Man holding a credit card at a coffee shop.

What Is A Credit Freeze And Why Would I Do It?

Victoria Araj6-minute read
March 30, 2021

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Should you order credit freezes from the three national credit bureaus of Experian, Equifax and TransUnion®? Definitely. Data breaches where criminals steal the personal information of consumers are far too common, but freezing your credit can prevent thieves from using your financial information to open a new credit card account or take out a loan in your name.
However, while freezing your credit could protect you from some forms of identity theft, a credit freeze will not stop criminals from using your personal data to access your existing accounts.
"A credit freeze does not prevent an identity thief from stealing information on a current account or from making charges to an account," said Freddie Huynh, vice president of credit risk analytics with Freedom Financial Network in San Mateo, California. "It is still critical to monitor credit card, bank and insurance statements."
Even with this security hole, you should still freeze your credit. If you don't, you're simply leaving yourself more vulnerable to identity theft.

What Is A Credit Freeze?

When you freeze your credit, you prevent lenders and others from gaining access to any of your three credit reports, one each maintained by the country’s three credit bureaus: Experian, Equifax and TransUnion®.
This also prevents scammers and criminals from accessing these reports, too. That's a good thing. If thieves can't access your credit reports, they can't steal the personal information they contain, everything from your Social Security number to your credit card and bank account information.
Say a thief steals your Social Security number, if this thief tries to open a new credit card account in your name, the financial services company behind that credit card won't be able to access your credit reports. They then won't be able to open a new account in your name.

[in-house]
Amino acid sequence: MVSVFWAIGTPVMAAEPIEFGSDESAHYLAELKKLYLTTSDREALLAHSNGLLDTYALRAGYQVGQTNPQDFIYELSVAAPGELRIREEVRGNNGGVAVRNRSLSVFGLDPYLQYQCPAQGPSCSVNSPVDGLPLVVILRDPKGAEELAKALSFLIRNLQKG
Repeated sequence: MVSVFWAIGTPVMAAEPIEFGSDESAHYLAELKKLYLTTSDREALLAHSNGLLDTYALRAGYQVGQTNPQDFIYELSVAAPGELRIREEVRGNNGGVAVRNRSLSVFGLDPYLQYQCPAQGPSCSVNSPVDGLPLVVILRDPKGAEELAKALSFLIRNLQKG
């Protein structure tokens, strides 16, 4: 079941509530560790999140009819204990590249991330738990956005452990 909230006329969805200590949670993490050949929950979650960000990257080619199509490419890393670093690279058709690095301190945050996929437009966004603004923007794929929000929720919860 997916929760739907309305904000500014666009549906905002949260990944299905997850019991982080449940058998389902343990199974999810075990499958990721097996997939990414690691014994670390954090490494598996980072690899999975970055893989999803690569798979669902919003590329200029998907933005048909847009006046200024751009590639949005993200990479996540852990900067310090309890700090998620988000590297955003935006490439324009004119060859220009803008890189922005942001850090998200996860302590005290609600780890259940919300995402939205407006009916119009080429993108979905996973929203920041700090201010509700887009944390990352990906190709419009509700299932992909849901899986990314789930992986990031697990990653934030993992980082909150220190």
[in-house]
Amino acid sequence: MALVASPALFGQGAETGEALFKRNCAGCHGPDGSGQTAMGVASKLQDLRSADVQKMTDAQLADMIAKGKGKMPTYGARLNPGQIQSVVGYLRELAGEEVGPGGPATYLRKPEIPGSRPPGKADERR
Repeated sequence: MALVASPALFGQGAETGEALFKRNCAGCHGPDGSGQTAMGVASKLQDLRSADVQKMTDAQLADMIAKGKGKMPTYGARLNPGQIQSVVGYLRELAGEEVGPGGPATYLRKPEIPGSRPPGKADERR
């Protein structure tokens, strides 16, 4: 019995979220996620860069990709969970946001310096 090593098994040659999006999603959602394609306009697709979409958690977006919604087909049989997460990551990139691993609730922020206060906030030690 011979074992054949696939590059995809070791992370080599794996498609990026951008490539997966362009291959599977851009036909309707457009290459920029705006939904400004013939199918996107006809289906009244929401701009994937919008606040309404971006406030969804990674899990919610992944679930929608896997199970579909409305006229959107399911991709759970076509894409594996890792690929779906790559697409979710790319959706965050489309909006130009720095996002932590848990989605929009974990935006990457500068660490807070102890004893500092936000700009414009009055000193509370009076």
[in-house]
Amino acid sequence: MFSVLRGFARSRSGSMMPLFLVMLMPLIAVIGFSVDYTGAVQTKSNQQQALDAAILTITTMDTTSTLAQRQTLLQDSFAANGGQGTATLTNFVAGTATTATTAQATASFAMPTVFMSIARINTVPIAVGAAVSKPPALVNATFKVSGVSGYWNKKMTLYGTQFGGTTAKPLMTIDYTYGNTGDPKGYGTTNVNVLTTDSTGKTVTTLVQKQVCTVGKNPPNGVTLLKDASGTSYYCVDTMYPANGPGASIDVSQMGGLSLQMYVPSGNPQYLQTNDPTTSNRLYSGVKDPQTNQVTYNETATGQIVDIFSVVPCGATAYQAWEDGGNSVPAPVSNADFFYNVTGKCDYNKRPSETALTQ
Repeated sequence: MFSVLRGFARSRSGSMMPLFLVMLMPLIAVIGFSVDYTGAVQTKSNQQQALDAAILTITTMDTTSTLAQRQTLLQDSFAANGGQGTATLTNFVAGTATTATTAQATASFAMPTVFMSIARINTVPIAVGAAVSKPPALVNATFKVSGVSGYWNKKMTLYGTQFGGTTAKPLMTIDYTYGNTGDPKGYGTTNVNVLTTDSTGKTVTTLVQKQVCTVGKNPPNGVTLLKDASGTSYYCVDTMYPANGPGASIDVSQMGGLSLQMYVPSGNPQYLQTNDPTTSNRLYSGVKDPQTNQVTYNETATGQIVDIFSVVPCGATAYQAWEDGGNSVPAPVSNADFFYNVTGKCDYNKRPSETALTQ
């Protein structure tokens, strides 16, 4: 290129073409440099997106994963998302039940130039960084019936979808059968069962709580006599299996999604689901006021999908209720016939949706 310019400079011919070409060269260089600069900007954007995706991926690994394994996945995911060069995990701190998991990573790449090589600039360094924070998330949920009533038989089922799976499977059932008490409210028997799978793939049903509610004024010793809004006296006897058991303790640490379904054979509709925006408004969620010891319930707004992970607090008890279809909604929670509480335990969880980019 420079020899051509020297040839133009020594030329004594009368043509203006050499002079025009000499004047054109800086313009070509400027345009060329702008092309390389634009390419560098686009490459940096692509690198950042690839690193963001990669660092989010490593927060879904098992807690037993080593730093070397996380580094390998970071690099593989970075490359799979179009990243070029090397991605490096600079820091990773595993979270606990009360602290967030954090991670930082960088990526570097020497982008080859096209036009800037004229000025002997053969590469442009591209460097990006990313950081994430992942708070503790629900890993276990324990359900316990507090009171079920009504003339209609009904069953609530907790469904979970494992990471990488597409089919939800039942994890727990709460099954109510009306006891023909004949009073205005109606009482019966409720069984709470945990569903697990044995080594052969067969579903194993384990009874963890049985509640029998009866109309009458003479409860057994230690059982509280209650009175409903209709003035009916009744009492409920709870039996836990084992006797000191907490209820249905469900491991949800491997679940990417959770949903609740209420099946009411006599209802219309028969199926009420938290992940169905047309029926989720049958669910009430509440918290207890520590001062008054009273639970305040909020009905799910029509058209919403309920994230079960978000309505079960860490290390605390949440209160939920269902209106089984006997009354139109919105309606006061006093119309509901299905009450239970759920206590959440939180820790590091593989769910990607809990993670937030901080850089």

Patricia Russell, a certified financial planner in San Francisco and founder of FinanceMarvel, said that you shouldn't be complacent after freezing your credit. You still need to keep tabs on your bank accounts and credit cards to make sure no one is making unauthorized purchases or draining your funds.
You should also order your free credit reports from to make sure no one has opened new accounts in your name.
"While a credit report can remove a huge burden, don't let someone fool you into believing you're protected from every possible occurrence of identity theft or a data breach," Russell said. "We hear about data breaches almost daily, and they're getting more brazen with every passing day."
This is an important layer of protection. Fortunately, freezing your credit is both easy and free. The free part is thanks to a federal law passed in 2018 mandating that Experian, Equifax and TransUnion® must allow consumers to both freeze and unfreeze their credit at no charge.

How To Freeze And Unfreeze Your Credit

Freezing your credit won't take long, but you will have to do it three times. You can't just freeze your credit with one credit bureau. You'll have to do it with all three if you want to keep your credit reports away from thieves and scammers.